Dita Von Teese, arguably the most high profile burlesque performer in the world evokes somewhat of a Marmitey response in the burlesque community. You love her because she has done so much to raise the profile of burlesque. And the Martini glass routine. You hate her because she re-enforces the image of burlesque as an industry of, and for, perfect-looking women. And to be honest, she’s a bit boring (in interviews anyway).
Rewinding a little bit to earlier in this post when I mentioned a presentation we gave on our goofy story about a school for female seduction ninjas, we featured this clip from Dita Von Teese in the Art of Seduction. At the time I thought it was quite amusing, but confess that after watching it a few times, I felt a bit dismayed with some of the direction. Here goes Von Teese:
“…everything has to look like you didn’t try, like you just are. And the lingerie is one of those things and that’s why you must wear it every day and enjoy it and wear things that fit you. So you’re like what? You know, you didn’t put it on for him and you’re not stumbling out of your bedroom like … hey… I put this on for you and posing.”
Lingerie is awesome. Yes. And it’s expensive and that’s a faff. And sometimes needs hand-washing — also a faff. It’s immensely tedious worrying about layers of personal styling on a daily basis when we have jobs and friends and families. We must exfoliate, wax, pluck, don fancy pants, do our hair, apply make-up and find clothes that are flattering, but not too revealing. We may be sleep-deprived and it’s all the energy we have to reach into the underwear drawer each morning and grab whatever bra, knickers and pants come to hand. It’s great that Von Teese is having fun exploring glamour and artificial beauty, but in order for women to pursue an agenda beyond their appearance, her recommendations remain impractical. I love dressing up in sparkly outfits and pointy shoes, I have a decent supply of fancy lingerie, but as I write this plain-faced, in leggings and a t-shirt, I also want it to be OK to be woman without make-up.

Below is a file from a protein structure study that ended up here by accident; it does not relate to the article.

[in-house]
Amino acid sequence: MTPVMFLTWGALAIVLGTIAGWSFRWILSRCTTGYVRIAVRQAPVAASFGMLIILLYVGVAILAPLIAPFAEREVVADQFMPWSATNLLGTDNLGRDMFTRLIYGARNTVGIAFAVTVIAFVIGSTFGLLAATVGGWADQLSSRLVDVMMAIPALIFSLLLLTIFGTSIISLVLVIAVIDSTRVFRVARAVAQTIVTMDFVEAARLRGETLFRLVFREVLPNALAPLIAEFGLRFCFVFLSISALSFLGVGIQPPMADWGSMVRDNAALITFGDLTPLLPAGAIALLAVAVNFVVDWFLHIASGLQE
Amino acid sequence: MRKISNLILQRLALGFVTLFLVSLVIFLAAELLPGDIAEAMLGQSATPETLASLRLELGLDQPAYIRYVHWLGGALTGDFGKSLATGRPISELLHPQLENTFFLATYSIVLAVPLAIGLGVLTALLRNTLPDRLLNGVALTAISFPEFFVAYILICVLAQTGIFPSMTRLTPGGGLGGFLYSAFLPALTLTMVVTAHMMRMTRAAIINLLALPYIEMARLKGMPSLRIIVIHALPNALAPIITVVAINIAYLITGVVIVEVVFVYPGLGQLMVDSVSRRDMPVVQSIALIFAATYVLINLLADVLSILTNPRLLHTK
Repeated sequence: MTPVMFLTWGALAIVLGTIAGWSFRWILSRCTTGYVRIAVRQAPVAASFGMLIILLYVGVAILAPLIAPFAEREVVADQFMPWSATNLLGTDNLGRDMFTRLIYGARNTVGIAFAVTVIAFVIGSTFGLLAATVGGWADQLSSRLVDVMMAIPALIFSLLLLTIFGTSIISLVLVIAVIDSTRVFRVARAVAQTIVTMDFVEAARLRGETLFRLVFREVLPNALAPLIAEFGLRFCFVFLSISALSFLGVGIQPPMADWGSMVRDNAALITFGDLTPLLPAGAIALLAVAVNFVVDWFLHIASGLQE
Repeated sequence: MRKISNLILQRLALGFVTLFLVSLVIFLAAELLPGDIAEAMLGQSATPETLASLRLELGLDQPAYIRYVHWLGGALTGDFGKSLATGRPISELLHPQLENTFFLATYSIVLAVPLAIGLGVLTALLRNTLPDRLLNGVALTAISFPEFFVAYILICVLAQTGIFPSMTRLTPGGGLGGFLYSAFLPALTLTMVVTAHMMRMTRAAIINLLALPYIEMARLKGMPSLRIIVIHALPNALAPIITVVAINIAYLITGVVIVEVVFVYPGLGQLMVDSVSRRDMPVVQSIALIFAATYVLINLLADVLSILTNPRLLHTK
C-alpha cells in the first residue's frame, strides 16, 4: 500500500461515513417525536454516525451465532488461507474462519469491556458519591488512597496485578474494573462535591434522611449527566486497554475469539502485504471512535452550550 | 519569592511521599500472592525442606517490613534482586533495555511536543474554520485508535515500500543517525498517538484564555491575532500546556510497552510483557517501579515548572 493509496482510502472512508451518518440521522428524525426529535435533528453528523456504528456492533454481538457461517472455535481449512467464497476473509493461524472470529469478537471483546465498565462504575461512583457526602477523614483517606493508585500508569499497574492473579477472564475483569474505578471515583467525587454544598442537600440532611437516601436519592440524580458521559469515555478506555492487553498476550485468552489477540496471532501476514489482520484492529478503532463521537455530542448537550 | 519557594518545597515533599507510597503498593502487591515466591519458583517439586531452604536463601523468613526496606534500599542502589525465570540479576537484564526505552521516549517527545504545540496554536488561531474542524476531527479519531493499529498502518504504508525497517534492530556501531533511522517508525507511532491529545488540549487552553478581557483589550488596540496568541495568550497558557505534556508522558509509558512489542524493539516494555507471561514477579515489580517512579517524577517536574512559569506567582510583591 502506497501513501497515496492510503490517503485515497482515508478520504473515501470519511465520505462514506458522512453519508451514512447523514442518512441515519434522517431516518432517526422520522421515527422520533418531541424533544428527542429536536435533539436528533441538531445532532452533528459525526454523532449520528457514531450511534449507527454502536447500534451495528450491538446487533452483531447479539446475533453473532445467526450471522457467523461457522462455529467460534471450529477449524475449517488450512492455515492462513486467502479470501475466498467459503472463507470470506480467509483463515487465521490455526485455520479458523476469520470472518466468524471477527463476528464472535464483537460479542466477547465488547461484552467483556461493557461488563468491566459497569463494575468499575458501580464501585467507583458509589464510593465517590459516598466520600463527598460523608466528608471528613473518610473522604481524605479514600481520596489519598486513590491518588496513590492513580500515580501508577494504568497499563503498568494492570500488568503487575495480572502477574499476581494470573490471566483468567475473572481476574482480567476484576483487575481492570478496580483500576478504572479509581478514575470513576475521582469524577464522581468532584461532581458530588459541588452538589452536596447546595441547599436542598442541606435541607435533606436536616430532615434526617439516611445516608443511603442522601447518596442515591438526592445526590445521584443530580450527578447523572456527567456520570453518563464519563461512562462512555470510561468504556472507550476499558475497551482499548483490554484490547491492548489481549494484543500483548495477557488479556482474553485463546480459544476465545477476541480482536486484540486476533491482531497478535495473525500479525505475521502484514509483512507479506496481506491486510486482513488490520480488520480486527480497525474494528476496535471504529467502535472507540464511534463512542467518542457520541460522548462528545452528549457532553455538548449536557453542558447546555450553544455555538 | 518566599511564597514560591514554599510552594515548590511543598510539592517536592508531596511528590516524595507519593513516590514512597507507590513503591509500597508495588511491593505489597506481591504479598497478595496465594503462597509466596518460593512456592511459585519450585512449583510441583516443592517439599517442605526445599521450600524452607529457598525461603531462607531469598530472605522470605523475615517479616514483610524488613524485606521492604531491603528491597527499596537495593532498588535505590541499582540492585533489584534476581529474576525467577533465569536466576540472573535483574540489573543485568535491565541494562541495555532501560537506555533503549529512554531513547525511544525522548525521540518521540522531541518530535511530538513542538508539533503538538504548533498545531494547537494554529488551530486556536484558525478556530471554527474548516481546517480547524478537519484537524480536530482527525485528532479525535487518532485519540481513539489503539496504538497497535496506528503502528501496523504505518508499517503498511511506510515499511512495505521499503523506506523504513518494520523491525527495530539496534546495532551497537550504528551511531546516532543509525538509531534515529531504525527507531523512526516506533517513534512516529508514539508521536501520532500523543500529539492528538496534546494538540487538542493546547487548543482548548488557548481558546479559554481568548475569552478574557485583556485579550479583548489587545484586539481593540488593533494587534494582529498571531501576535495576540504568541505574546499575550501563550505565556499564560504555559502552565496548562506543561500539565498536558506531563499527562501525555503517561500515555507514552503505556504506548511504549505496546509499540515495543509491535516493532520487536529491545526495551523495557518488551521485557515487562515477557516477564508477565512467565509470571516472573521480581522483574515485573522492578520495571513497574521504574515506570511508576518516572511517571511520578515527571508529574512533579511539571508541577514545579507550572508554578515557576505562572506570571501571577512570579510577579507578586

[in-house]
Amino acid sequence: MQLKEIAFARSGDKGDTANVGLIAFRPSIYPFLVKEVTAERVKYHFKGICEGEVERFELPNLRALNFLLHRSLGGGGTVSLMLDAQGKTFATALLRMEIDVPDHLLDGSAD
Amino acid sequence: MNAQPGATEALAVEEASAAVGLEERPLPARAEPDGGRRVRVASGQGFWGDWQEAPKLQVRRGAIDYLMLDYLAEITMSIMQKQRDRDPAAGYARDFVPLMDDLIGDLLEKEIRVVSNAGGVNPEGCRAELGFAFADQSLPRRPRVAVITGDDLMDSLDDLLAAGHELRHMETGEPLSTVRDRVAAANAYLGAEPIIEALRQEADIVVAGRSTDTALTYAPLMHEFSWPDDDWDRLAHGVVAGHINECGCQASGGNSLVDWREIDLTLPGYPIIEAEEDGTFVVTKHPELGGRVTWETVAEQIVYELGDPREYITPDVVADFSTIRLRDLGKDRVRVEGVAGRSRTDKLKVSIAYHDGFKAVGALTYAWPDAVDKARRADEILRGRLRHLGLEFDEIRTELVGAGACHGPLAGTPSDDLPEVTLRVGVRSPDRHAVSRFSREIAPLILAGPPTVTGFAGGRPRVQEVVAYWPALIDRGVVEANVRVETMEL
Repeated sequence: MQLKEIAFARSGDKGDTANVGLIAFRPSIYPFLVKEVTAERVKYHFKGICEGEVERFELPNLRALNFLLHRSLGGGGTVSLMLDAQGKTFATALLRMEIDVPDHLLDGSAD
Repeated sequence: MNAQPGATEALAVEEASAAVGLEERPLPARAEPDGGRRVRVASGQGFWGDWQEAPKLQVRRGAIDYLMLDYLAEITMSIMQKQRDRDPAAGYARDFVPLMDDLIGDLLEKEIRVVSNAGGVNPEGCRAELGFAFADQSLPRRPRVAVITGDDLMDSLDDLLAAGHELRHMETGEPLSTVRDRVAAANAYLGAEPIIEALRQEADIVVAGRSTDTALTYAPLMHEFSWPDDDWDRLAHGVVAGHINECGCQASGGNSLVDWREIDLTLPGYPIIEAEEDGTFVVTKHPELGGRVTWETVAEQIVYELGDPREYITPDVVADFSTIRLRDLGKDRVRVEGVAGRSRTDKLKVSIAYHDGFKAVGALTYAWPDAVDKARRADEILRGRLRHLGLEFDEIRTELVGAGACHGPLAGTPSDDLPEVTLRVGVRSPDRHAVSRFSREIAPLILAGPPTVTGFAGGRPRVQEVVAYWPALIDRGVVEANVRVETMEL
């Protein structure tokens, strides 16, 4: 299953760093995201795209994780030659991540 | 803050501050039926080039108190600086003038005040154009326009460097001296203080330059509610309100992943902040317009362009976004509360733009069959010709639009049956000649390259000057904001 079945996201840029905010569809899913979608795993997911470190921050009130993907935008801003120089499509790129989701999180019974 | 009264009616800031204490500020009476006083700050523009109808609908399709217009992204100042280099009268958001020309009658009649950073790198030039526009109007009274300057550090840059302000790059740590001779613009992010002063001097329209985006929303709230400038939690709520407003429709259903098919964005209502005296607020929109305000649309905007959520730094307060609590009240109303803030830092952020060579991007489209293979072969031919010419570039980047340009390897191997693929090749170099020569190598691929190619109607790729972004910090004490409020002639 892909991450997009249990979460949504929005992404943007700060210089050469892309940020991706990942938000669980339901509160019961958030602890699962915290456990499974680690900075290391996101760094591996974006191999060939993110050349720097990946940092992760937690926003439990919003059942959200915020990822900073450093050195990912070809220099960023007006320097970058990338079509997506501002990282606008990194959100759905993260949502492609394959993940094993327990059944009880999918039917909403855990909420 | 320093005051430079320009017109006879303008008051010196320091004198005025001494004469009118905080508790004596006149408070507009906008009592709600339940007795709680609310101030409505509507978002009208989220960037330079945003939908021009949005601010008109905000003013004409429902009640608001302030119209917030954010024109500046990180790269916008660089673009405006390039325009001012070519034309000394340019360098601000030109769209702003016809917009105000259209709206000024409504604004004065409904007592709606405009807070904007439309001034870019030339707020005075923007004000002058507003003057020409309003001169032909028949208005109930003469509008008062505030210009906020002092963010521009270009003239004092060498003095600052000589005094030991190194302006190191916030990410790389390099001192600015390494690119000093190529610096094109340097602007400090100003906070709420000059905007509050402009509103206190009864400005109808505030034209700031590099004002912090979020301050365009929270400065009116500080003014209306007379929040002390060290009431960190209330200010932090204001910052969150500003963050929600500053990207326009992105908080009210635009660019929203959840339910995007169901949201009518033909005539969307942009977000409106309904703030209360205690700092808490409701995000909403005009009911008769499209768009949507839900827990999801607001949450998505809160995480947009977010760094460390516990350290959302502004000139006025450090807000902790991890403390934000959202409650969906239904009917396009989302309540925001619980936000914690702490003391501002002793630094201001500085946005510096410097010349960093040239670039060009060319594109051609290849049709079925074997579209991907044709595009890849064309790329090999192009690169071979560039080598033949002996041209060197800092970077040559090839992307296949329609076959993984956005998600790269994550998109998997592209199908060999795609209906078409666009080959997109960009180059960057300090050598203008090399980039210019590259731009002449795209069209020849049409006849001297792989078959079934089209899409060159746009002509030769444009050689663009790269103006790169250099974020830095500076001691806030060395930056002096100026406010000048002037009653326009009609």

Von Teese goes on to say:
“The girl he never forgets is sexually knowledgeable. You should read everything you can about eroticism and sex and if you don’t want to do certain things, you don’t have to, but being knowledgeable is really important.”
As a girl who has been reading a lot about sex, it doesn’t feel like I’m on a path to enlightenment. There’s an awful lot of crap out there, most of it firmly positioned through the male lens. Even my Gran had read “Fifty Shades of Grey” and dismissed it as “rubbish”. And what is the point of seduction (for women) anyway, when we’re seducing men from their instruction booklet? It’s as if men’s seduction of women is through the male lens and then women’s seduction of men is also through the male lens. Surely if women are doing the seduction, the conquest should be to our advantage?